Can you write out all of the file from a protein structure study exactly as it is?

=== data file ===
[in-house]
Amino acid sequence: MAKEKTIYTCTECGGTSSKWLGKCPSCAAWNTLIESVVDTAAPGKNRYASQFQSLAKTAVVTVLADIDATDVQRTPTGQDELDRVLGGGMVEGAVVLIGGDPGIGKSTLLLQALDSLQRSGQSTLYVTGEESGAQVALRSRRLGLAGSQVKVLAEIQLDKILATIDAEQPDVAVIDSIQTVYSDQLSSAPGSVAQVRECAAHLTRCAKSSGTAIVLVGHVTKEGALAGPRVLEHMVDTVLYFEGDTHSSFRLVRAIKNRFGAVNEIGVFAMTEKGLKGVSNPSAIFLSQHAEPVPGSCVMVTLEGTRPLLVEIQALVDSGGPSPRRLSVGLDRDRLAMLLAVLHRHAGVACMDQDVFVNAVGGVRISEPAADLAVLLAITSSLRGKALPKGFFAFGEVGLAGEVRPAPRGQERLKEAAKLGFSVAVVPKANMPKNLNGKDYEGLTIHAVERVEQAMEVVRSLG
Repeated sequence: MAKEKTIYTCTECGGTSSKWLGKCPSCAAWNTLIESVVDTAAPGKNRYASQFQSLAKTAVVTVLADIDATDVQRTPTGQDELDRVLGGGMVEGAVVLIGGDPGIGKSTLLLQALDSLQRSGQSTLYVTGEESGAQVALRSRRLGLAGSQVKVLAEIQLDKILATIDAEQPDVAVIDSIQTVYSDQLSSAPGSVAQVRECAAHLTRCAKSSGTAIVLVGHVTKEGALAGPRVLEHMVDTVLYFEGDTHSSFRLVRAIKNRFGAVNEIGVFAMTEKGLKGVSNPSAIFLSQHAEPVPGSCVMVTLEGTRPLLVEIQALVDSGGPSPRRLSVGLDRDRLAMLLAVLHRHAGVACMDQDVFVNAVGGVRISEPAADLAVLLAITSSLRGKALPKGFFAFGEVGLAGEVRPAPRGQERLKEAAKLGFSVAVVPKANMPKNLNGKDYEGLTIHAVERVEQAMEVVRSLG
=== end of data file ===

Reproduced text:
[in-house]
Amino acid sequence: MAKEKTIYTCTECGGTSSKWLGKCPSCAAWNTLIESVVDTAAPGKNRYASQFQSLAKTAVVTVLADIDATDVQRTPTGQDELDRVLGGGMVEGAVVLIGGDPGIGKSTLLLQALDSLQRSGQSTLYVTGEESGAQVALRSRRLGLAGSQVKVLAEIQLDKILATIDAEQPDVAVIDSIQTVYSDQLSSAPGSVAQVRECAAHLTRCAKSSGTAIVLVGHVTKEGALAGPRVLEHMVDTVLYFEGDTHSSFRLVRAIKNRFGAVNEIGVFAMTEKGLKGVSNPSAIFLSQHAEPVPGSCVMVTLEGTRPLLVEIQALVDSGGPSPRRLSVGLDRDRLAMLLAVLHRHAGVACMDQDVFVNAVGGVRISEPAADLAVLLAITSSLRGKALPKGFFAFGEVGLAGEVRPAPRGQERLKEAAKLGFSVAVVPKANMPKNLNGKDYEGLTIHAVERVEQAMEVVRSLG
Repeated sequence: MAKEKTIYTCTECGGTSSKWLGKCPSCAAWNTLIESVVDTAAPGKNRYASQFQSLAKTAVVTVLADIDATDVQRTPTGQDELDRVLGGGMVEGAVVLIGGDPGIGKSTLLLQALDSLQRSGQSTLYVTGEESGAQVALRSRRLGLAGSQVKVLAEIQLDKILATIDAEQPDVAVIDSIQTVYSDQLSSAPGSVAQVRECAAHLTRCAKSSGTAIVLVGHVTKEGALAGPRVLEHMVDTVLYFEGDTHSSFRLVRAIKNRFGAVNEIGVFAMTEKGLKGVSNPSAIFLSQHAEPVPGSCVMVTLEGTRPLLVEIQALVDSGGPSPRRLSVGLDRDRLAMLLAVLHRHAGVACMDQDVFVNAVGGVRISEPAADLAVLLAITSSLRGKALPKGFFAFGEVGLAGEVRPAPRGQERLKEAAKLGFSVAVVPKANMPKNLNGKDYEGLTIHAVERVEQAMEVVRSLG